Buildings & Monuments | The Canadian Encyclopedia

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Displaying 46-60 of 174 results
  • Article

    Koerner Hall

    Koerner Hall, which seats 1,135 and took about 3 years to build at an approximate cost of $110 million, actually dates back to 1991.

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    Ksan (or ‘Ksan) is a historical village, museum and campground, owned and operated by the Gitanmaax Band. It is located at the junction of the Skeena and Bulkley rivers in Hazelton, British Columbia. Ksan was established in 1970 as way to promote and preserve Gitxsan culture and history.

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  • Article

    Château Ramezay

    Château Ramezay, in Old Montréal, was the first building to be designated a historic monument by the government of Québec, in 1929. Recognized as a National Historic Site of Canada in 1949, it is now a museum with permanent collections and temporary exhibits where visitors can learn about over 500 years of Montréal’s history.

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    Before the automation of lighthouses, the duties of lighthouse keepers included the traditional "keeping of the light," maintaining radio communications and beacons, tending fog alarms and providing rescue services and sanctuary.

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    Massey Hall

    Known as “Canada’s Carnegie Hall,” Massey Hall is Canada’s oldest and most venerated concert hall. It opened in 1894 and was the home of the Toronto Symphony Orchestra and the Toronto Mendelssohn Choir until 1982. The site of many historic events and performances, it has been repeatedly voted Canada’s best live music venue over 1,500 seats and venue of the year by Canadian music industry associations. It is a National Historic Site and a heritage site in the City of Toronto. It was closed between 2 July 2018 and 24 November 2021 to allow for a $184-million renovation.

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    McMichael Canadian Art Collection

    The McMichael Canadian Art Collection is the only public art gallery in the country that is solely devoted to Canadian art.

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    Mechanics' Hall (Toronto)

    Mechanics’ Hall was a concert hall on the ground floor of Toronto’s Mechanics’ Institute at the corner of Church and Adelaide streets.

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    Mechanics' Hall (Montréal)

    Mechanics' Hall/Salle des artisans was an assembly hall at Montréal’s Mechanics’ Institute, which opened in 1855 at the corner of what are now Saint-Pierre and Saint-Jacques streets.

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    The Montmorency Manoir, built in 1781 by Frederick HALDIMAND, governor general in chief of Canada, was inhabited 1791-94 by the duke of Kent, father of Queen Victoria. First known as the "Kent House," it suffered a devastating fire in 1993 but was rebuilt by the following year.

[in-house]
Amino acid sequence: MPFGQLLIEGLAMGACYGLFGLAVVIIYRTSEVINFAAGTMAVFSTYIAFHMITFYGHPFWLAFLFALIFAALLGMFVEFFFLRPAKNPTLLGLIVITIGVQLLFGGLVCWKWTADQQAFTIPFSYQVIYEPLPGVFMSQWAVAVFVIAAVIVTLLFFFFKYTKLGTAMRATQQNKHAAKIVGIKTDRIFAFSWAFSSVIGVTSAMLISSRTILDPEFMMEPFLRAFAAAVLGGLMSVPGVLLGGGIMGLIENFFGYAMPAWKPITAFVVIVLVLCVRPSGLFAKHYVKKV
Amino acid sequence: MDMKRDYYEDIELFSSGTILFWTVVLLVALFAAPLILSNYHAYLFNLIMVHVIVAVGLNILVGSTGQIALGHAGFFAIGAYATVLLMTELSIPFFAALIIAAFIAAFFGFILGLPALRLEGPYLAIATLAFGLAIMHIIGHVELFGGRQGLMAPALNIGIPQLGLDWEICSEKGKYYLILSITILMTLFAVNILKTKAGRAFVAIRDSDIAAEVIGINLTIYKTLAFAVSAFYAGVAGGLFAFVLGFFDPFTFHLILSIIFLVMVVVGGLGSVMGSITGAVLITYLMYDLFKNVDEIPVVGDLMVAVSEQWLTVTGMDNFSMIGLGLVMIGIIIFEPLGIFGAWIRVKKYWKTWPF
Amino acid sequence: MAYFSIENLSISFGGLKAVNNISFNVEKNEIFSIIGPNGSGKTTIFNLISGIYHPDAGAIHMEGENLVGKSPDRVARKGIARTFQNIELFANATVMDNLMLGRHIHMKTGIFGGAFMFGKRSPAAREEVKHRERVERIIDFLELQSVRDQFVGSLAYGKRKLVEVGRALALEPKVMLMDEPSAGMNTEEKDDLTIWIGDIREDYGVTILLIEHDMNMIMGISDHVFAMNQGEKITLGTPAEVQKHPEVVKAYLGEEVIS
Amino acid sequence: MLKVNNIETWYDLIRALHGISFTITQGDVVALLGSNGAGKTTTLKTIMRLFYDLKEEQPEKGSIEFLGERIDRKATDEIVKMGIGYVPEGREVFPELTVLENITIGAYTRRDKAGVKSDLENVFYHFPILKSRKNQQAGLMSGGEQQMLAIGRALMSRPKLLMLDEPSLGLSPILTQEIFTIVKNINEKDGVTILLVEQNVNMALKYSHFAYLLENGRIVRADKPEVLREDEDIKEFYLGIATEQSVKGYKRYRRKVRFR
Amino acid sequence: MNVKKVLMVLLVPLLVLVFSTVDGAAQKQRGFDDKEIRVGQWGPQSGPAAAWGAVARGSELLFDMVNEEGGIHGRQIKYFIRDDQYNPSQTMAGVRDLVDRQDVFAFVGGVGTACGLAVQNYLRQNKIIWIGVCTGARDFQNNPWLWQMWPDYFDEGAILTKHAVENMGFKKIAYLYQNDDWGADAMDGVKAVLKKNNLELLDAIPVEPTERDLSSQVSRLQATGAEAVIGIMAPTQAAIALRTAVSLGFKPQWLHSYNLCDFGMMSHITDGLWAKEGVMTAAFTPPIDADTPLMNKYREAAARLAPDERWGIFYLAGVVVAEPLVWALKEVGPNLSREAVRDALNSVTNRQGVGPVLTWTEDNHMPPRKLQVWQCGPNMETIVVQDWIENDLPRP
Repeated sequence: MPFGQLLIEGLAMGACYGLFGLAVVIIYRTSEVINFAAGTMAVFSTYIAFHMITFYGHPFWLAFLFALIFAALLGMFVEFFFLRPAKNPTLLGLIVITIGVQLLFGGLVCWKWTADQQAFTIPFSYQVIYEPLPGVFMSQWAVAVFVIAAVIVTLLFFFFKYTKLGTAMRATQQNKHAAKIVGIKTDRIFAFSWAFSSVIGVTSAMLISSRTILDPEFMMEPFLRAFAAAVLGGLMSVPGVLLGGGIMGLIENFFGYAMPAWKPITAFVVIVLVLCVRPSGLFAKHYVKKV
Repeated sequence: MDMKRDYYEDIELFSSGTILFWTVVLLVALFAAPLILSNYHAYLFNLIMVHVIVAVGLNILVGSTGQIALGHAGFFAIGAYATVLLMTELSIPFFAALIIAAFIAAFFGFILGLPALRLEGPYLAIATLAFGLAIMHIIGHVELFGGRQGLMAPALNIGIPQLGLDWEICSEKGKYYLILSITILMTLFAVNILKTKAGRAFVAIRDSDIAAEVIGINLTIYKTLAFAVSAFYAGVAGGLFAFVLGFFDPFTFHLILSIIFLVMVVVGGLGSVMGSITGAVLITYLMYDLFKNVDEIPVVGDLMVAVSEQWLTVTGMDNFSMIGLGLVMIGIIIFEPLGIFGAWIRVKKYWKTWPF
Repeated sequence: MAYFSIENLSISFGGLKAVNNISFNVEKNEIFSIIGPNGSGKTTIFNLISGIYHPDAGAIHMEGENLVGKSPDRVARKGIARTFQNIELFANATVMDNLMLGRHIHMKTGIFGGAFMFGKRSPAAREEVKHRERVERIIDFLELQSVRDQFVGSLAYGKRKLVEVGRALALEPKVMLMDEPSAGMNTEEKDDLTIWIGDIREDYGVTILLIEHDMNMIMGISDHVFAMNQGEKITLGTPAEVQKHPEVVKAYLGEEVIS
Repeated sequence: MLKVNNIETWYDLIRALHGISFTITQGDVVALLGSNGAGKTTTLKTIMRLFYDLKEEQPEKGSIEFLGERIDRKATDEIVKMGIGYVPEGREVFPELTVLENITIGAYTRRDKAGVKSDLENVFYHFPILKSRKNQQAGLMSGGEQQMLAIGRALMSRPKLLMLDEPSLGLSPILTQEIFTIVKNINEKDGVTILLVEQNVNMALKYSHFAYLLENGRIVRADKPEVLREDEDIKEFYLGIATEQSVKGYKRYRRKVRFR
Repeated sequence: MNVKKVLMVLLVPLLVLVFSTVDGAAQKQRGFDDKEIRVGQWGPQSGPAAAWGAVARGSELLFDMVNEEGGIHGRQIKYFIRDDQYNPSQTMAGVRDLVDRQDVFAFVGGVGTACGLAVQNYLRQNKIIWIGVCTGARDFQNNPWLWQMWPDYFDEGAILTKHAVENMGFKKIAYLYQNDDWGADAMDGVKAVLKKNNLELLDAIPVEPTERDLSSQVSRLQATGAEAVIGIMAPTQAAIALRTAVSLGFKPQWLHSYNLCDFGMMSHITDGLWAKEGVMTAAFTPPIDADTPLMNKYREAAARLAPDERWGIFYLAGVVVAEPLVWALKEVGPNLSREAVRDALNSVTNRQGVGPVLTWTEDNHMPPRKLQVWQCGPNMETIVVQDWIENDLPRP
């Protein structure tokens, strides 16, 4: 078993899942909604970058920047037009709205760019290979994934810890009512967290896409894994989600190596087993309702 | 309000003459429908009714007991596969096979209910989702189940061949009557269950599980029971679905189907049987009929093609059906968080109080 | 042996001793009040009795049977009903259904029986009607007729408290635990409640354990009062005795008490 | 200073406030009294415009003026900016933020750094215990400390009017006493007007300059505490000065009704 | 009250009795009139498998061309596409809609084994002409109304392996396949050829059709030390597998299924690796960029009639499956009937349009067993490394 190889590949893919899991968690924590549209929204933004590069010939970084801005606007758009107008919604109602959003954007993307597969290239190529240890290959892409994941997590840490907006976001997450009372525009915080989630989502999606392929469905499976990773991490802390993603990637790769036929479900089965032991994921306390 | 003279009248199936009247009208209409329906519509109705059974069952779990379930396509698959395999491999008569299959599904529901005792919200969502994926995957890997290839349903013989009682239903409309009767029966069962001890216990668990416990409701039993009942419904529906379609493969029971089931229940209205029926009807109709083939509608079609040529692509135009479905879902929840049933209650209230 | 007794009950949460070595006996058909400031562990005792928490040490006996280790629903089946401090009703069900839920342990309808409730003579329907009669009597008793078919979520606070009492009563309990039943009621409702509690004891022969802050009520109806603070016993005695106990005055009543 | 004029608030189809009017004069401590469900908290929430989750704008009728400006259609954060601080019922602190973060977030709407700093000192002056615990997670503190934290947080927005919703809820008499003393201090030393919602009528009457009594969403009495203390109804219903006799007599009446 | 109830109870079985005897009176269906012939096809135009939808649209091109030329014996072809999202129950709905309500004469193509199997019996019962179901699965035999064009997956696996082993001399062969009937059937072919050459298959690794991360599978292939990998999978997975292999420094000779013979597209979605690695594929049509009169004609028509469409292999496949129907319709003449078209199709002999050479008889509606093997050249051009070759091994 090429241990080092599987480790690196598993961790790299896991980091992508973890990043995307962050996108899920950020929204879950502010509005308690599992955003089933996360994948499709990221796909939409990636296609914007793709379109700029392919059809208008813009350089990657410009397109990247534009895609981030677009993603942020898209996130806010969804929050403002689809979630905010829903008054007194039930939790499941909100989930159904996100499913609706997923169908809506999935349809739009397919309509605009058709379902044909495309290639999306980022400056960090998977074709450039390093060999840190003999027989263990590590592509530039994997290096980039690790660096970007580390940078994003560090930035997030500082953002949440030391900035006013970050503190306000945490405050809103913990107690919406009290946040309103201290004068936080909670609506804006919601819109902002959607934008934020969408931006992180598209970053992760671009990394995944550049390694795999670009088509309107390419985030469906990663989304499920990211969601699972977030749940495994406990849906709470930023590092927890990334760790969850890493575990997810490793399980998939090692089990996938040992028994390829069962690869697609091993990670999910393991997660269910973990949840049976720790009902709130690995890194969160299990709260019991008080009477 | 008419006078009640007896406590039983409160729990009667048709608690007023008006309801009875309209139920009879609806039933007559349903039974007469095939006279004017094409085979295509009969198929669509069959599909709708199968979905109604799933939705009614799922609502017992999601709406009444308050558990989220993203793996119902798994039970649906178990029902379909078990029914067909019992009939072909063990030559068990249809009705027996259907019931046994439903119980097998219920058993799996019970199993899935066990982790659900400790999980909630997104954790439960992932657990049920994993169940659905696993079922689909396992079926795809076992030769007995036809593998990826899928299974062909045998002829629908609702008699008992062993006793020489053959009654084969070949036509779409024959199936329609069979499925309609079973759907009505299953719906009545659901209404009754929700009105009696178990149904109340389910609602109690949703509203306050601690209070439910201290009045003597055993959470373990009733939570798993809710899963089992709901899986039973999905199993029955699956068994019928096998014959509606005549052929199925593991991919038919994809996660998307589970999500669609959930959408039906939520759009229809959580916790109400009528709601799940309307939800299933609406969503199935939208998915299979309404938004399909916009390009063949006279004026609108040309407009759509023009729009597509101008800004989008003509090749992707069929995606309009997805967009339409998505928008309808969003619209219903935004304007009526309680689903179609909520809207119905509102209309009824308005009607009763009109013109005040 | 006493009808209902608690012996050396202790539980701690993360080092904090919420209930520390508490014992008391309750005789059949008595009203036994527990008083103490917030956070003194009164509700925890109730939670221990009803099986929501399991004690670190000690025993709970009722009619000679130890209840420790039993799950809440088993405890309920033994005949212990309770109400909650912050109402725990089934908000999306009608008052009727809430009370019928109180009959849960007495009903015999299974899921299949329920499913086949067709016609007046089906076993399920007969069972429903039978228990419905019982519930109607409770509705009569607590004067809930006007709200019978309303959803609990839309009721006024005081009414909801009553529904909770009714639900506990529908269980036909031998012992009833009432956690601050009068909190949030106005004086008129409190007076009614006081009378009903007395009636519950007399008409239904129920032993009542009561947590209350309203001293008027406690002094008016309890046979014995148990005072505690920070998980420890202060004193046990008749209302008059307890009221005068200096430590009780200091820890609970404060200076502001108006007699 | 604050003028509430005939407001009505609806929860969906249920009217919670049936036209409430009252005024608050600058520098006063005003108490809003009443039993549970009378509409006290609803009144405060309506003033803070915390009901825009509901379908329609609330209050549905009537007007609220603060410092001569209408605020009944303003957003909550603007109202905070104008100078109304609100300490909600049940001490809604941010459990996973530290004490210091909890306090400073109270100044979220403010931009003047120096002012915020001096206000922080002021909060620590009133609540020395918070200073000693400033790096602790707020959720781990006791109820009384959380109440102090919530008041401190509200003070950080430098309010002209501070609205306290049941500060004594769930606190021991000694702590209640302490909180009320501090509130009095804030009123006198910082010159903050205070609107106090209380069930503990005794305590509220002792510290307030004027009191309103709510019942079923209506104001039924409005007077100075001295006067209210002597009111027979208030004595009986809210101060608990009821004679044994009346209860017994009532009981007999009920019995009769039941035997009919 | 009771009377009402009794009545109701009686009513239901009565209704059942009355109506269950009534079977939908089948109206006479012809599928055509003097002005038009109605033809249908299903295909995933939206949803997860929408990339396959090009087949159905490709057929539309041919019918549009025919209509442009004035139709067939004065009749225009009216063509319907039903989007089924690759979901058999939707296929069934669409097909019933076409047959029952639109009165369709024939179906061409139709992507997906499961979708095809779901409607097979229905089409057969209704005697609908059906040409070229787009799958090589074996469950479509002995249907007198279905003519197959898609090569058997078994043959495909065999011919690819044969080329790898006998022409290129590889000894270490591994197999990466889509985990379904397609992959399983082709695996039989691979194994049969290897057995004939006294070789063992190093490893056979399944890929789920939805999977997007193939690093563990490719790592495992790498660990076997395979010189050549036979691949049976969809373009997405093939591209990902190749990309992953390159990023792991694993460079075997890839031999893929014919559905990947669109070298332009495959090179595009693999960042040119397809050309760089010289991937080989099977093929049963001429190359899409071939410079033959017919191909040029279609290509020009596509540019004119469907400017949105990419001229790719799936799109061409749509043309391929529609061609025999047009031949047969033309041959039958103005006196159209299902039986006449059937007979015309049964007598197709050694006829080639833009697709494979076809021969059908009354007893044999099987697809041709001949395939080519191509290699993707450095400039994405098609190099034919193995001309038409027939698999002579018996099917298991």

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    Montreal Arena/Aréna de Montréal

    Montreal Arena/Aréna de Montréal. Covered amphitheatre, intended mainly for sporting events and horse-shows and erected in 1898 on Ste-Catherine St West at the corner of Wood Avenue.

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    Montreal Museum of Fine Arts

    Canada’s oldest and one of its most important arts institutions, the Montreal Museum of Fine Arts (Musée des beaux-arts de Montréal) has been guided by a commitment to attract people from all walks of life. Established in 1847, originally under the name of Montreal Society of Artists, it became the Art Association of Montreal in 1860. In 1948-49, the association formed a new corporation under its present name. In 1972, it became a semipublic institution, largely funded by grants from different government levels.

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    Montréal Planetarium

    ​Montréal’s Rio Tinto Alcan Planetarium is part of the Space for Life complex, which includes Montréal’s Biodome, Insectarium and Botanical Gardens. Space for Life is the largest natural science museum complex in Canada.

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    A monument is normally a freestanding, large-scale structure, often artistically embellished, which has as its primary function the commemoration of persons, events or concepts believed to have sufficient importance to merit a public, visible and permanent tribute.

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    Its 1620-seat theatre, which boasted an orchestra pit, was inaugurated in 1893 while still uncompleted. In the ensuing years it welcomed innumerable solo artists, opera companies, and other musical troupes and ensembles.

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    Monuments of the First and Second World Wars

    Since the end of the First World War, monuments commemorating the lives of Canadians who died in conflicts overseas have occupied a prominent place in our urban cultural landscape.

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